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Windows and boot partition on separate drives

Mel0n.
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Is there a way to put a Windows install and the boot partition on two separate drives? Issue is, my workstation does not recognize NVMe drives as bootable, just AHCI SATA. So is there a way to install just the Windows bootloader onto a SATA HDD on an AHCI port, then install the actual OS onto the NVMe? The NVMe isn't recognized in Windows setup, only after the OS initializes drivers. 

I'm not a professional, just an enthusiast. I don't know everything.

HGST Ultrastar: The last HDD you'll ever need to buy (and the one I always recommend).

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9 minutes ago, Mel0nMan said:

Is there a way to put a Windows install and the boot partition on two separate drives?

I remember Windows 7 having this as an issue when installing the OS. It'd do it on it's own without telling the user. You basically want it as a feature?

 

Instead of doing something rather convoluted like this I would opt to run the OS from a SATA SSD and just install your applications on the NVMe. The OS responsiveness will feel more or less the same either way and your applications with large files will still load faster.

 

Less jank. Less to go wrong. Shouldn't cost you much more or might be free if you have a SATA SSD kicking around.

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1 minute ago, Windows7ge said:

I remember Windows 7 having this as an issue when installing the OS. You basically want it as a feature?

 

Instead of doing something rather convoluted like this I would opt to run the OS from a SATA SSD and just install your applications on the NVMe. The OS responsiveness will feel more or less the same either way and your applications with large files will still load faster.

 

Less jank. Less to go wrong. Shouldn't cost you much more or might be free if you have a SATA SSD kicking around.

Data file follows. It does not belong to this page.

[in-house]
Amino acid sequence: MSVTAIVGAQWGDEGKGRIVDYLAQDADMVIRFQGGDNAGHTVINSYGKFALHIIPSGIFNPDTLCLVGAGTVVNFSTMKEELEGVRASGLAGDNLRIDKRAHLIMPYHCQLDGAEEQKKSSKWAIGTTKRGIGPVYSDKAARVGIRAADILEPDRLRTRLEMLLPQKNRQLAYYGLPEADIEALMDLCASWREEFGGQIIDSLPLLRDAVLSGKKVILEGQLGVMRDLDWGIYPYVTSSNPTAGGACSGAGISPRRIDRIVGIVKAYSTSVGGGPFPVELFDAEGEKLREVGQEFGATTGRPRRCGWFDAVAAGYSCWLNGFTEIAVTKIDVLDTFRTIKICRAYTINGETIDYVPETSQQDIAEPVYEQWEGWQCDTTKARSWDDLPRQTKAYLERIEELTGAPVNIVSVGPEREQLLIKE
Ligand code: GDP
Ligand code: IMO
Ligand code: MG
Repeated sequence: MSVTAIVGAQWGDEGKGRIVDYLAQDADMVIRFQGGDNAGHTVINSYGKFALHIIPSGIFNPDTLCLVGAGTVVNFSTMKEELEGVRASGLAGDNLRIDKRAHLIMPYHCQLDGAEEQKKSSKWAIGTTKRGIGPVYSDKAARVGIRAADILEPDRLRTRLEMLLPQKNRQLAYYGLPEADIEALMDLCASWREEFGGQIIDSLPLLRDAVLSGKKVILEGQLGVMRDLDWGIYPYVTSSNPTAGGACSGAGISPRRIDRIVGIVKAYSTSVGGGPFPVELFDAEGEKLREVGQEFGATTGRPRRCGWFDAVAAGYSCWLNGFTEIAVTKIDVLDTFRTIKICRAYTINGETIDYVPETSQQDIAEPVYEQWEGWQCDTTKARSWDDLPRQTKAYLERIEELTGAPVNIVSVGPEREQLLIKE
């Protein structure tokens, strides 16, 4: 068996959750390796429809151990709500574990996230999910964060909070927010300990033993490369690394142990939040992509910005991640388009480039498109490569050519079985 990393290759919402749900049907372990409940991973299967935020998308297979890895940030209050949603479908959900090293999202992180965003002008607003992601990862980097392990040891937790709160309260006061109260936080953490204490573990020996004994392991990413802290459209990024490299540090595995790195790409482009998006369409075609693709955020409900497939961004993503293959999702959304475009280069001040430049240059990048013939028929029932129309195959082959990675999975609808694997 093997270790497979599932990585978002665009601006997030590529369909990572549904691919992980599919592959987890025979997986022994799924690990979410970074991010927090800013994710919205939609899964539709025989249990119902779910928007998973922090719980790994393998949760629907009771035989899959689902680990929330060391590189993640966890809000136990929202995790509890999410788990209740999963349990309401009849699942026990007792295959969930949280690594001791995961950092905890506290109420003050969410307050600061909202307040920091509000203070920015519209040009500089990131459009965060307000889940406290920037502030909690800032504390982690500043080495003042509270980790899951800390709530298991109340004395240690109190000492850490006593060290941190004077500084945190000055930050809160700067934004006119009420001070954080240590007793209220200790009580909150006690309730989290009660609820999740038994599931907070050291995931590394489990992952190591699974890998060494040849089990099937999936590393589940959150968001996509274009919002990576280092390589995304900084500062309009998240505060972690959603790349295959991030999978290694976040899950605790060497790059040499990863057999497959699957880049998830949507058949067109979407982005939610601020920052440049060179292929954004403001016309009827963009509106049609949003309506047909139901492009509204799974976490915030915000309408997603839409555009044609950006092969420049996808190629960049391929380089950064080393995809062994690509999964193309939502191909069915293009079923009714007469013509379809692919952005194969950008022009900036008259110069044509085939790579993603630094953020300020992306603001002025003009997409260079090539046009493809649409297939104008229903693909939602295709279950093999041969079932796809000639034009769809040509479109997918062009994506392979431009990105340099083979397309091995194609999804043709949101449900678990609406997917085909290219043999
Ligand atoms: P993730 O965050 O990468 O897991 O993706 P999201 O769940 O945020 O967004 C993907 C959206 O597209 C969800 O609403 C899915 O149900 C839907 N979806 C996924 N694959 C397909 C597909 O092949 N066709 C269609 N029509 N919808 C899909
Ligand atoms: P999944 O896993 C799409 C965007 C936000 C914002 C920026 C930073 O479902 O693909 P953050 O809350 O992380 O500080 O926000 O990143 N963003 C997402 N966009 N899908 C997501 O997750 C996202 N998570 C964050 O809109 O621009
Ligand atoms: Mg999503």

That is sorta what I am doing now. Booting from a 240gb Kingston SATA drive and I have my applications on another (faster) SATA drive, I have 2 NVMEs but they're just 128gb and used for raw video/TIF frames. But, I find this Kingston drive to be incredibly unreliable (down 12% health after 4 mos. of use, it literally just has Windows, no applications) so I'll need to reinstall to a new drive soon anyway (so was thinking might as well try from the NVMe, since I've written over 1TB to one of them and it's still at 100%.)

I'm not a professional, just an enthusiast. I don't know everything.

HGST Ultrastar: The last HDD you'll ever need to buy (and the one I always recommend).

Schrödinger's CPU: The Q9650. Is it irrelevant? Is it not? 

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Lol most times this happens it's by accident and unwanted. I haven't considered someone might actual want this behavior.

 

If you can't get the NVMe to show up in the Windows setup then I don't think you'll be able to do this.

 

But, to reverse engineer how it happens accidentally, I'd say you want to install a fresh copy of Windows onto the SATA HDD. It should be the only drive in the system while you do this so it get's the bootloader and everything. Then, install the NVMe drive with the SATA HDD still installed and install Windows onto it (deliberately ignoring best practices).

 

If you can boot into the NVMe's Windows install then you can format the Windows install on the SATA HDD (but leave the bootloader partition obviously).

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6 minutes ago, Mel0nMan said:

That is sorta what I am doing now. Booting from a 240gb Kingston SATA drive and I have my applications on another (faster) SATA drive, I have 2 NVMEs but they're just 128gb and used for raw video/TIF frames. But, I find this Kingston drive to be incredibly unreliable (down 12% health after 4 mos. of use, it literally just has Windows, no applications) so I'll need to reinstall to a new drive soon anyway (so was thinking might as well try from the NVMe, since I've written over 1TB to one of them and it's still at 100%.)

If this is the circumstance I'd save up for a platform that natively supports NVMe boot. Now Hairless Monkey Boy brings up an interesting prospect that could possibly do what you're looking to do the only issue I see being the NVMe drive would need to have Windows pre-installed otherwise you're still going to end up at the installer screen and not see the NVMe drive.

 

Now I don't know much about bootloaders besides GRUB for Linux but it's hard to say if a Windows menu will appear from the SATA drive giving you the option to boot sideways to the NVMe or if you'll just get an error saying there's no available bootable devices.

 

You can test it if you're willing to wipe your existing drives or have spares. I want to say you aught to be able to have something simpler like a USB stick play the role of the bootloader over a HDD though. I know GRUB supports booting to Windows partitions so I wonder if you could use Linux on USB for your bootloader. What will happen when you try to select the NVMe after though I don't know. Might be fun to find out.

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